– Most of the languages the participants spoke shared some words due to Slavic background; So, to my surprise, people with languages with Slavic influence can learn each others’ language quite easily; When this very algorithm was applied to Latin languages, it was clear that I should focus on Latin languages (French, Spanish, Italian, are just examples);
– I found out about attempts (such as this) to create an unified Slavic language;
– Breda and Olivian, one of the trainers told me, are both common names in Portuguese; Surprising!
– To me jokes are just jokes; I’ve made a (very small) joke on a country’s language, it was considered as potentially offensive, since no participants of speakers of that language were present;
– The one information that stuck in my head was the difference between:
- Stereotypes – just (negative) patterns we have about other people with similar characteristics (race, ethnicity, religion, skin color, etc.);
- Prejudice – the patterns above + applying some emotions to them; So not only do we spot patterns, but we also have feelings on those patterns (usually negative ones);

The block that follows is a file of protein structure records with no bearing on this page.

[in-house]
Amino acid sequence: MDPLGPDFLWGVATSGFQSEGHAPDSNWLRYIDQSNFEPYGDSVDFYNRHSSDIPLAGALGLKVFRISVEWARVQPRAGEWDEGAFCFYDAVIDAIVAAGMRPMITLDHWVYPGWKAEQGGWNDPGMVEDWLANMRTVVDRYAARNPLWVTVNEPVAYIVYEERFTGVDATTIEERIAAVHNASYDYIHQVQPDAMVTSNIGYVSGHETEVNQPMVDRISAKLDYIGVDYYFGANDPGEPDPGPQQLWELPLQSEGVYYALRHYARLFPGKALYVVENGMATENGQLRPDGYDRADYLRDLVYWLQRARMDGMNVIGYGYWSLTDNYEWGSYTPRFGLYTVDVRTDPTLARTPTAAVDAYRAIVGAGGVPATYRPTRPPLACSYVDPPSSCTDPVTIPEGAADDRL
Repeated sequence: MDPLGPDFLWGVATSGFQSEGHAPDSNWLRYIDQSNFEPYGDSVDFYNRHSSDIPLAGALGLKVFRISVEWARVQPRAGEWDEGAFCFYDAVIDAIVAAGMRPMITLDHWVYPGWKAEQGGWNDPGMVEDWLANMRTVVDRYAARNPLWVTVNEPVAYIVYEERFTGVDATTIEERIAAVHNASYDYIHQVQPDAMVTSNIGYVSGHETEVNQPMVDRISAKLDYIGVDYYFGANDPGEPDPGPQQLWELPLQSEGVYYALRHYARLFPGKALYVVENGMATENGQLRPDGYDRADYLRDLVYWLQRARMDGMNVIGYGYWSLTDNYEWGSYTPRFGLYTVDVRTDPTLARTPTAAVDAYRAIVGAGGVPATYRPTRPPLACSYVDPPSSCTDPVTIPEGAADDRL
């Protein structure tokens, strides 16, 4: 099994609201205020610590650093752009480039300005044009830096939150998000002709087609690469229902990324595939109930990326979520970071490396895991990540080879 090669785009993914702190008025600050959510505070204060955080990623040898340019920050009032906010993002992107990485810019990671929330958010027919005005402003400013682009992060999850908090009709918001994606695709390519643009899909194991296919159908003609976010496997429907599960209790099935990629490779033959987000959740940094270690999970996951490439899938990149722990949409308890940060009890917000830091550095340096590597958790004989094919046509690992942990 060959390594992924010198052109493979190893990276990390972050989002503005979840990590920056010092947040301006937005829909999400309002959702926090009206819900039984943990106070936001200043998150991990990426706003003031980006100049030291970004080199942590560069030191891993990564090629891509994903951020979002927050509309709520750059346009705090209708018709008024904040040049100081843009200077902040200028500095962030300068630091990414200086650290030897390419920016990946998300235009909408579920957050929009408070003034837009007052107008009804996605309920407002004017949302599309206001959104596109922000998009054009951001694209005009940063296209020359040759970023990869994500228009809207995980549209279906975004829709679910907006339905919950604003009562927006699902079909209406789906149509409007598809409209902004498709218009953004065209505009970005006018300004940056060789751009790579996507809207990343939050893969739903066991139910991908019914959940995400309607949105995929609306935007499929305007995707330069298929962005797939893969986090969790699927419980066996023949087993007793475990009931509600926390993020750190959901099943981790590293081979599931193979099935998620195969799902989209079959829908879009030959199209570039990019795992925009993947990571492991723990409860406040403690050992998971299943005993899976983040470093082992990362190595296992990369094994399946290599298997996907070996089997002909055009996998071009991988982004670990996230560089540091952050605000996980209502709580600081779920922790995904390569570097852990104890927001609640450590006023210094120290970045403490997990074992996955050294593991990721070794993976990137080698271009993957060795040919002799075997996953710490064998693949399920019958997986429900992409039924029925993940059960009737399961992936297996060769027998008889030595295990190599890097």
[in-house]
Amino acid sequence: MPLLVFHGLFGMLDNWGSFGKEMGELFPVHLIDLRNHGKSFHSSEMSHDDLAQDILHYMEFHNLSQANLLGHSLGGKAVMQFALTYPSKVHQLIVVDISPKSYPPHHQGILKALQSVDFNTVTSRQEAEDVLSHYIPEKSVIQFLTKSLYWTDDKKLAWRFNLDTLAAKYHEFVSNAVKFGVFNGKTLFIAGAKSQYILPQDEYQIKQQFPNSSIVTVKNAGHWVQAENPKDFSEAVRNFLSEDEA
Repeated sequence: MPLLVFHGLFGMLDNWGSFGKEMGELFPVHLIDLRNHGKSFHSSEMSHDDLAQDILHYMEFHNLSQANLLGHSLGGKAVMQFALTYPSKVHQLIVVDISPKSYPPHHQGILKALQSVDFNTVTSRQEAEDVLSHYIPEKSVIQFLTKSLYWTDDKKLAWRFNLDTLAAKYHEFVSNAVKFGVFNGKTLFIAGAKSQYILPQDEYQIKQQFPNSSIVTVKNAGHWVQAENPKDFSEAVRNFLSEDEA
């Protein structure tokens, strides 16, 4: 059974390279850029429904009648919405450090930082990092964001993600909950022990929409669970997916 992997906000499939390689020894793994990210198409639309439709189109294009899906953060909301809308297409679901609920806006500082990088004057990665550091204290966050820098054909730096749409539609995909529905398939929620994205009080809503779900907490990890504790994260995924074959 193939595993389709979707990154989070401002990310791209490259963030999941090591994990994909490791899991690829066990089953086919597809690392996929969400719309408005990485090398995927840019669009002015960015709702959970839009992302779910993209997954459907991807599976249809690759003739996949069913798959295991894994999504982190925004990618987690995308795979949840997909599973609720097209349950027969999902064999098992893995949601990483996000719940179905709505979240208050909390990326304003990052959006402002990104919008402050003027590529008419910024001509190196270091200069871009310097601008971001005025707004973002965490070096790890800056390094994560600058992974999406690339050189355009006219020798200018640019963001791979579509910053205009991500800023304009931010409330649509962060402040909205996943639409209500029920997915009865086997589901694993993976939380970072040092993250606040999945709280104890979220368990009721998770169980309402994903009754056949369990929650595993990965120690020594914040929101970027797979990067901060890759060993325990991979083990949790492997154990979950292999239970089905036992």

- Discrimination – patterns + emotions + acting on them; This means putting ideas + emotions into practice;
– Oh, it was also this one: present clients are more profitable than old ones;
How did the things around training reflect within me?
When someone asks me how the training was, my options are:
a. Explain in one sentence: “The training itself was fine, the trainers did a very good job, and I enjoyed the company of participants”;
b. Develop the sentence via some thinking explained above;
c. Put my soul on the table.
Yes, it’s that kind of a moment now – putting my soul on the table. You see, what you saw above is not actually my feelings on the training, it is actually what I think would interest others – so, if you’re interested in the event organization, the participants, and the trainers, you can get an answer from my part, I will detail anything. And in most cases, that’s enough.